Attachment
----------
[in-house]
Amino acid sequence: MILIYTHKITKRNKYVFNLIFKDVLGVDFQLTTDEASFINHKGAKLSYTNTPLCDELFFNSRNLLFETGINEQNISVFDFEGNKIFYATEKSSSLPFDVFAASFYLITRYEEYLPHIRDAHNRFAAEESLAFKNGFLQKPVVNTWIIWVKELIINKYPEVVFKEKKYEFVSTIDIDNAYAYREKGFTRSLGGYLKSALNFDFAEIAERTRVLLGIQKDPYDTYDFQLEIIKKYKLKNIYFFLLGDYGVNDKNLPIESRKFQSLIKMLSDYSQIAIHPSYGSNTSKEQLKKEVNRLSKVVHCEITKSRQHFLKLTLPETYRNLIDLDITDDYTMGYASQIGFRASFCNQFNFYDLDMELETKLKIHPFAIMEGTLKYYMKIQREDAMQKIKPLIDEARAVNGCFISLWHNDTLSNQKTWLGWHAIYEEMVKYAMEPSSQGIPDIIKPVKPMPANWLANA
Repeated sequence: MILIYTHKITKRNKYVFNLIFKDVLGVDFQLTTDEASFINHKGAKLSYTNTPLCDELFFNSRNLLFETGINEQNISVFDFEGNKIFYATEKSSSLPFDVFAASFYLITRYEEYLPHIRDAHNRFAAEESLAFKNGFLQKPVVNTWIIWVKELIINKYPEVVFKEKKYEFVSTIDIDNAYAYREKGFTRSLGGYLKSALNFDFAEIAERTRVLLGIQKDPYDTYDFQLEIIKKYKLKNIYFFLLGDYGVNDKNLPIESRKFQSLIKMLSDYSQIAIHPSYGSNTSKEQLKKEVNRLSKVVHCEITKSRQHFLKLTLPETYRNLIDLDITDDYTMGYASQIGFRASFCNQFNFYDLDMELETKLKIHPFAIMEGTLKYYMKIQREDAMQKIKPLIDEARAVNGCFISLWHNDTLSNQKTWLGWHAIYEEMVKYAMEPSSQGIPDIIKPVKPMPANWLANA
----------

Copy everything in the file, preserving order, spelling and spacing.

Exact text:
[in-house]
Amino acid sequence: MILIYTHKITKRNKYVFNLIFKDVLGVDFQLTTDEASFINHKGAKLSYTNTPLCDELFFNSRNLLFETGINEQNISVFDFEGNKIFYATEKSSSLPFDVFAASFYLITRYEEYLPHIRDAHNRFAAEESLAFKNGFLQKPVVNTWIIWVKELIINKYPEVVFKEKKYEFVSTIDIDNAYAYREKGFTRSLGGYLKSALNFDFAEIAERTRVLLGIQKDPYDTYDFQLEIIKKYKLKNIYFFLLGDYGVNDKNLPIESRKFQSLIKMLSDYSQIAIHPSYGSNTSKEQLKKEVNRLSKVVHCEITKSRQHFLKLTLPETYRNLIDLDITDDYTMGYASQIGFRASFCNQFNFYDLDMELETKLKIHPFAIMEGTLKYYMKIQREDAMQKIKPLIDEARAVNGCFISLWHNDTLSNQKTWLGWHAIYEEMVKYAMEPSSQGIPDIIKPVKPMPANWLANA
Repeated sequence: MILIYTHKITKRNKYVFNLIFKDVLGVDFQLTTDEASFINHKGAKLSYTNTPLCDELFFNSRNLLFETGINEQNISVFDFEGNKIFYATEKSSSLPFDVFAASFYLITRYEEYLPHIRDAHNRFAAEESLAFKNGFLQKPVVNTWIIWVKELIINKYPEVVFKEKKYEFVSTIDIDNAYAYREKGFTRSLGGYLKSALNFDFAEIAERTRVLLGIQKDPYDTYDFQLEIIKKYKLKNIYFFLLGDYGVNDKNLPIESRKFQSLIKMLSDYSQIAIHPSYGSNTSKEQLKKEVNRLSKVVHCEITKSRQHFLKLTLPETYRNLIDLDITDDYTMGYASQIGFRASFCNQFNFYDLDMELETKLKIHPFAIMEGTLKYYMKIQREDAMQKIKPLIDEARAVNGCFISLWHNDTLSNQKTWLGWHAIYEEMVKYAMEPSSQGIPDIIKPVKPMPANWLANA